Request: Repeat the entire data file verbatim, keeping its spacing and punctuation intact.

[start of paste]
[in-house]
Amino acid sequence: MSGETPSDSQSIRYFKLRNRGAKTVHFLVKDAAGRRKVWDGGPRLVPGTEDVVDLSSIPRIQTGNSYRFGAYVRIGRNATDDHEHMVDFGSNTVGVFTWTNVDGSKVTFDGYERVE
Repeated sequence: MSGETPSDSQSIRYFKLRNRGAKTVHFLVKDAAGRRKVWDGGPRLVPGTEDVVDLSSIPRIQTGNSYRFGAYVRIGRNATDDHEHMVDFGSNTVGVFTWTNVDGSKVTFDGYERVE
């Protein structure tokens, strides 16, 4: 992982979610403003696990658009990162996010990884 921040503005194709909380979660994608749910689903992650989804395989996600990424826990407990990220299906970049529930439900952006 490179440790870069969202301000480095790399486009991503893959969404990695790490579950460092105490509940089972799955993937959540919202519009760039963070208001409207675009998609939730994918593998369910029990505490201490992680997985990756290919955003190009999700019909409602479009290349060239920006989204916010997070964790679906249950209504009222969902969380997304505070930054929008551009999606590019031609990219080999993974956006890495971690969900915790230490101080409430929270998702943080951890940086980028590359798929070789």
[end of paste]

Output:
[in-house]
Amino acid sequence: MSGETPSDSQSIRYFKLRNRGAKTVHFLVKDAAGRRKVWDGGPRLVPGTEDVVDLSSIPRIQTGNSYRFGAYVRIGRNATDDHEHMVDFGSNTVGVFTWTNVDGSKVTFDGYERVE
Repeated sequence: MSGETPSDSQSIRYFKLRNRGAKTVHFLVKDAAGRRKVWDGGPRLVPGTEDVVDLSSIPRIQTGNSYRFGAYVRIGRNATDDHEHMVDFGSNTVGVFTWTNVDGSKVTFDGYERVE
């Protein structure tokens, strides 16, 4: 992982979610403003696990658009990162996010990884 921040503005194709909380979660994608749910689903992650989804395989996600990424826990407990990220299906970049529930439900952006 490179440790870069969202301000480095790399486009991503893959969404990695790490579950460092105490509940089972799955993937959540919202519009760039963070208001409207675009998609939730994918593998369910029990505490201490992680997985990756290919955003190009999700019909409602479009290349060239920006989204916010997070964790679906249950209504009222969902969380997304505070930054929008551009999606590019031609990219080999993974956006890495971690969900915790230490101080409430929270998702943080951890940086980028590359798929070789």